Under the Family Medical Leave Act (FMLA), enacted in 1993, most expecting parents, including adoptive ones, are entitled to 12 weeks of unpaid leave within a calendar work year. If a company has more than 50 employees, the Act requires an employer to retain the employee's position during her leave and to provide the same medical benefits as if she were working. However, this leave is unpaid.
Preparing to Take Maternity Leave
When anticipating going on maternity leave, you may want to provide your employer with written notice of your intention. If you deliver to your employer a letter explaining when you expect to take leave and that you understand the process, you'll be able to avoid any misunderstandings.
The letter you write should be direct, but happy and pleasant. Address it to your boss to ensure that she reads the letter and is put on notice. You may address it to more than one recipient, such as your human resource representative and your boss.
If you need help downloading the letters, check out these helpful tips.
FMLA Notice Letter
The letter at right applies when you are only entitled to take the 12 weeks of leave given to you under the FMLA, and will not be taking any additional personal or employer-provided leave. It addresses your right to FMLA leave and thereby reminds the employer that he has federally-mandated obligations to you during this time.
The letter also provides information about your intentions and states that you may need your employer to be flexible should an unexpected event occur requiring you to take leave early. In doing so, it reiterates the fact that the event is not necessarily under your control but that you will strive to be as informative as possible and considerate of the employer's need to maintain smooth business operations.
Additional Leave Option Letter
Some employers provide their employees with additional leave when the employees are expecting or adopting a new child. The length and terms of this leave vary and could differ from the laws related to FMLA. Note that your employer cannot avoid providing you leave under FMLA if there are more than 50 people working at your company; therefore, any employer-provide leave must be in addition to your leave under the Act.
If there are fewer than 50 people at your company, you employer may still provide leave as an added benefit to you. If this is the case, be sure to remove any reference to the FMLA requirements from your maternity leave letter.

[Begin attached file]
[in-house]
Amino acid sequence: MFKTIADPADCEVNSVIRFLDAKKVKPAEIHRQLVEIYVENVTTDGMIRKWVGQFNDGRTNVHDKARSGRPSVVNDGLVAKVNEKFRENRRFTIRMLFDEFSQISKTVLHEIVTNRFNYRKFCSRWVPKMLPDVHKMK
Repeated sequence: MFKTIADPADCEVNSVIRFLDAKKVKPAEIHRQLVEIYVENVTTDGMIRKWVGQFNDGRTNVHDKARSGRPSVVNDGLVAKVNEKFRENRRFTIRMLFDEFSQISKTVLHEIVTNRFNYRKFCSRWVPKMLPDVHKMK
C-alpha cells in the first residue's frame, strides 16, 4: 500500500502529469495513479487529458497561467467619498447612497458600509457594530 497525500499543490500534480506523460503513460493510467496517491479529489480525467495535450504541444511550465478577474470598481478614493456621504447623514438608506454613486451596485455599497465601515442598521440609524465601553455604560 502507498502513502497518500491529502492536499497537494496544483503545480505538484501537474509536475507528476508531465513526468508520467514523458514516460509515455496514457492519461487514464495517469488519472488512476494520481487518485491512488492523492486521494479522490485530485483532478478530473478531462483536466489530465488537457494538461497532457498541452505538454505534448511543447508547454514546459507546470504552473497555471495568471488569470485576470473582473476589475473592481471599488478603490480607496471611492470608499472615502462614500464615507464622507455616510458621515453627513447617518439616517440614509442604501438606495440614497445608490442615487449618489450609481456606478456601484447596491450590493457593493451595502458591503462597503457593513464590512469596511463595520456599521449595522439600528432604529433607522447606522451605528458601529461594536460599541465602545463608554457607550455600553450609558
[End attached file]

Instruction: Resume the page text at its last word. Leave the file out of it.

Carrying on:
If you are taking FMLA and employer-provided leave, you should identify both types in your letter of intent to take leave. This prevents confusion about what types of leave you will be taking and when you plan to return to your duties. Consult your human resources department for information about employee leave from your company.
Altering These Letters to Your Needs
You can make a few changes to either of these free printable letters to suit your needs. First, provide specific names of all persons mentioned. You may also provide their contact information by listing it at the end of the letter, but this is not required. Second, change the mentioned due date to accord with the one your doctor has provided you. Third, if you are adopting a child, you may want to mention that fact in your letter to avoid confusion. Doing so, however, is not required because it is private information.
Although you are entitled to leave if you work at a company with more than 50 employees and your employer faces potential legal action should she try to deny it to you, you should still keep the tone of your letter upbeat and kind. After all, this is a happy occasion!
Delivering Your Letter
Try to deliver your letter as soon as possible in your second trimester. You may do so earlier, if you wish. You can schedule a meeting with your employer, if necessary, or merely stop by with your letter when you believe he or she has a few minutes to talk. In this circumstance, discuss the contents of the letter with your boss. This will keep the situation upbeat and lighthearted.
If your boss is difficult to catch, you may deliver it to her without having a meeting. In this circumstance, however, you should check back in later to ensure that she received and read the letter you sent. This will clear up any confusion that might result from lost letters or other misunderstandings. Good communication is an important part of requesting your maternity leave.